In determining what kind of negotiating position you are in, it may help to find out why the house is up for sale. Because the following issues may make a timely sale particularly attractive to the seller(s), they may be more likely to accept negotiations under these circumstances:

  • The house has been vacant for some time.
  • The sellers are divorcing.
  • The home is part of an estate sale.

Earnest Money

This term refers to money you, the buyer, will deliver to the seller along with your offer, in order to show “good faith” that the offer is a serious one. The earnest money is usually held by a real estate agent or a lawyer. If the deal goes through, that sum becomes part of your down payment.

The Seller's Response to Your Offer

If the seller signs your written offer, as it stands, it will become a binding contract as soon as you are informed that it has been accepted. However, if the offer is rejected, the sellers cannot hold you to its terms.

Often, the seller approves of the offer with one exception, such as the sale price or proposed closing date; in such a case, you will receive a counteroffer, which includes the seller’s desired changes. Upon receipt of the counteroffer, you will need to decide whether to accept or reject it; you can also make another counteroffer.

The process continues until both parties agree upon the details of the contract and one party signs the other’s proposal, signifying unconditional acceptance of the terms.

Withdrawing an Offer
You may be wondering whether you can revoke an offer it has been made. Usually, you can, until it is either accepted or you have been informed of its acceptance. Before you attempt to withdraw any offer you have made, though, you should consult someone well versed in real estate law; otherwise, you risk forfeiting your earnest money or, worse, being sued.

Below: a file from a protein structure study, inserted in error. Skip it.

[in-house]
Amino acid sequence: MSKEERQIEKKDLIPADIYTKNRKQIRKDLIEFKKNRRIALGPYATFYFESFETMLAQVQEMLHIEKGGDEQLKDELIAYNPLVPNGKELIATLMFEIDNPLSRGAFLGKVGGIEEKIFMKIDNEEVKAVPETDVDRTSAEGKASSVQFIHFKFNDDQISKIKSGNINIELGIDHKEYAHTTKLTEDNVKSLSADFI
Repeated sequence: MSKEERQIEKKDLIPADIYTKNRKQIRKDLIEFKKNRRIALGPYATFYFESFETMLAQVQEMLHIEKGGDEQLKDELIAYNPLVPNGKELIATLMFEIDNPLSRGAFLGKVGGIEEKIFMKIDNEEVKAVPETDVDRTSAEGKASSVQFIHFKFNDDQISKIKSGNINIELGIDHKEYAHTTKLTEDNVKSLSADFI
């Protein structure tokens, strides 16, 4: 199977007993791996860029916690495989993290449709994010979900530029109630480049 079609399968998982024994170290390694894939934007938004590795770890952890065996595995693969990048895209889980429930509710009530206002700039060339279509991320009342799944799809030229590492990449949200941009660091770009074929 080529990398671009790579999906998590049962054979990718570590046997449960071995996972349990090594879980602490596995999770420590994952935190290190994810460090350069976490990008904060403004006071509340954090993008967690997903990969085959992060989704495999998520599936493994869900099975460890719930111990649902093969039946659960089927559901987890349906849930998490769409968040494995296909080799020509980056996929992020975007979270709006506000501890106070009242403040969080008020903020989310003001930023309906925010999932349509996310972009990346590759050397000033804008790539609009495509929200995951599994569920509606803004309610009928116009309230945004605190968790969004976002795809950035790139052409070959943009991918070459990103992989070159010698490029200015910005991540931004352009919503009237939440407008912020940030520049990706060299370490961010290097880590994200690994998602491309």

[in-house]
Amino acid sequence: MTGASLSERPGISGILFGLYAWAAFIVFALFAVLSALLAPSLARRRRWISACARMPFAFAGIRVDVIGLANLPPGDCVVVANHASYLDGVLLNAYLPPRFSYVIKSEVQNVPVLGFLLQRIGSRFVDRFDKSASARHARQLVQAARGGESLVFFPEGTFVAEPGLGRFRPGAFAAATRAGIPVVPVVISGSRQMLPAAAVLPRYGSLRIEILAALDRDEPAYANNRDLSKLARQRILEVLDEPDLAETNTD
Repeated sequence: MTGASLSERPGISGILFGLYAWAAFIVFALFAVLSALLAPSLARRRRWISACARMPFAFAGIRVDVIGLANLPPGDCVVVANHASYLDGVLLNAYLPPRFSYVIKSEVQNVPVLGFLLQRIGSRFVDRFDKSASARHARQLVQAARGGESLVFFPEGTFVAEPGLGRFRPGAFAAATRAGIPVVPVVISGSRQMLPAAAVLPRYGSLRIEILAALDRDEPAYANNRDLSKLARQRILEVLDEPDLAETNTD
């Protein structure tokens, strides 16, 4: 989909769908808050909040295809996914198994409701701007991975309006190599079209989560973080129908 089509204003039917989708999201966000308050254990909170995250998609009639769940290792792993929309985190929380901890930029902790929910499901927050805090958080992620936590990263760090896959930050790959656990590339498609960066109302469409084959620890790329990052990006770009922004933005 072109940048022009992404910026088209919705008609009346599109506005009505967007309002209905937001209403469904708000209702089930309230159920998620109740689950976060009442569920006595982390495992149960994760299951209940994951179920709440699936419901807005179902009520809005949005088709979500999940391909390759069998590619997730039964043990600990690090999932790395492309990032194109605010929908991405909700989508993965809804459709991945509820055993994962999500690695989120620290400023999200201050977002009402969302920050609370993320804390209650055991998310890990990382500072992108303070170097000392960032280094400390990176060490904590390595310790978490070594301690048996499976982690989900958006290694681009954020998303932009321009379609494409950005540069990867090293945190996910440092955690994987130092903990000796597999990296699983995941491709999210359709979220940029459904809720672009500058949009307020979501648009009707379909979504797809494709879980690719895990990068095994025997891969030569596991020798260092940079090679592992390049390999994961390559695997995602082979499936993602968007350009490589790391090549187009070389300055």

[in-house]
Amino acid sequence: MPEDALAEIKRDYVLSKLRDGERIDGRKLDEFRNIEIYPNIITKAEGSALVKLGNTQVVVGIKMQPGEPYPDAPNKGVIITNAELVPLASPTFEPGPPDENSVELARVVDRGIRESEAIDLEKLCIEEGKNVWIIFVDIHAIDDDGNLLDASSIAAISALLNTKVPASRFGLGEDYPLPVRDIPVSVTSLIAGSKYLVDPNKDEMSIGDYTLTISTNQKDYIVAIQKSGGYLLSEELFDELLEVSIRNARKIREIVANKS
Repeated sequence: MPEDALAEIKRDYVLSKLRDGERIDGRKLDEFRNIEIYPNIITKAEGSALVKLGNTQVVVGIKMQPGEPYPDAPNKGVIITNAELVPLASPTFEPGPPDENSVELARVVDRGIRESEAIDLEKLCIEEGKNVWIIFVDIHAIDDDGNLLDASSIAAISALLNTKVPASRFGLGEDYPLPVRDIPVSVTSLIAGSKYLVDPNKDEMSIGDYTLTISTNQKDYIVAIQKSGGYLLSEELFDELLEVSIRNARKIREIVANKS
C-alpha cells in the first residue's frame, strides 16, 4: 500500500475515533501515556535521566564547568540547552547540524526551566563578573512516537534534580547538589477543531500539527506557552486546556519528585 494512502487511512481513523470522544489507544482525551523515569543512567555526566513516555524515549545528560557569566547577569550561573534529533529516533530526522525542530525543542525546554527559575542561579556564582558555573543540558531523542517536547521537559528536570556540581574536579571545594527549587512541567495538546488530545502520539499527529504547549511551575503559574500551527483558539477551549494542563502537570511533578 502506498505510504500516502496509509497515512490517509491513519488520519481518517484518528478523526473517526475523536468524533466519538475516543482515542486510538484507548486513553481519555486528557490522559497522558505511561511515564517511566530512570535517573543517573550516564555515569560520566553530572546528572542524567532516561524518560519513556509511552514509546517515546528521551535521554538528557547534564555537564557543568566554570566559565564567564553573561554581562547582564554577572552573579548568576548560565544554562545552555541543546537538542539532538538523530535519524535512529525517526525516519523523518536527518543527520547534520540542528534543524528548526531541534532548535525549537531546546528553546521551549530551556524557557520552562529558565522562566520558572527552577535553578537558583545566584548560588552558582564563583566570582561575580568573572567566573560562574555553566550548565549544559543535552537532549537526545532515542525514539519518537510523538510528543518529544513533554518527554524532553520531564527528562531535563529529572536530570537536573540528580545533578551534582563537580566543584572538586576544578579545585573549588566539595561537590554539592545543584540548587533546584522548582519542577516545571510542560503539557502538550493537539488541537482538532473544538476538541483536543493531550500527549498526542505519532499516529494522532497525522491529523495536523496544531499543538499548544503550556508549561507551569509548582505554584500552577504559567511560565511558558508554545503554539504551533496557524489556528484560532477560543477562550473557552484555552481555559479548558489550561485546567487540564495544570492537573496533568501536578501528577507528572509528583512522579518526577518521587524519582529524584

A Seller’s Guide to Offers

Calculating Your Net Proceeds

When you receive an offer on the property you’re selling, you have three options: accept it as it stands, refuse it outright, or make a counteroffer. As you consider various purchase offers, you’ll do well to evaluate the total amount of money you’ll receive upon completion of the deal. The sale price is not the only detail to consider, so you’ll want to look at each offer in its entirety, including all provisions and contingencies.

In order to calculate your net proceeds, start with the proposed purchase price, and subtract amounts needed to cover each of the following:

  • Your present mortgage
  • Any additional liens on the property
  • Your broker’s commission
  • Any legal costs, such as an attorney
  • Fee for having taxes transferred
  • Any unpaid property taxes or utility bills
  • Amount needed for any surveys, inspections, closing costs, or repairs


Upon receipt of a purchase offer from a prospective buyer, you should remember that unless you accept it as-is, the buyer is not bound in any way. If you’re particularly motivated to sell, you need to know that any change, no matter how minor, will take the form of a counteroffer, which will risk you’re losing the opportunity to sell.

While each local area has its traditions regarding who pays for what, you can feel free to negotiate with the buyer regarding costs associated with the following provisions: home inspections, property surveys, buyer’s closing costs, points to the buyer’s lender, buyer’s broker fees, repairs, and home-protection policies.

While it may seem unfair for the seller to pay for some of the items listed above, many first-time homebuyers lack the funds to cover these costs. If you’re motivated to sell, helping cover some of those may be in your best interest.

The data included on this website is deemed to be reliable, but is not guaranteed to be accurate by the REALTORS® Association of Edmonton. The trademarks REALTOR®, REALTORS® and the REALTOR® logo are controlled by The Canadian Real Estate Association (CREA) and identify real estate professionals who are members of CREA. Used under license.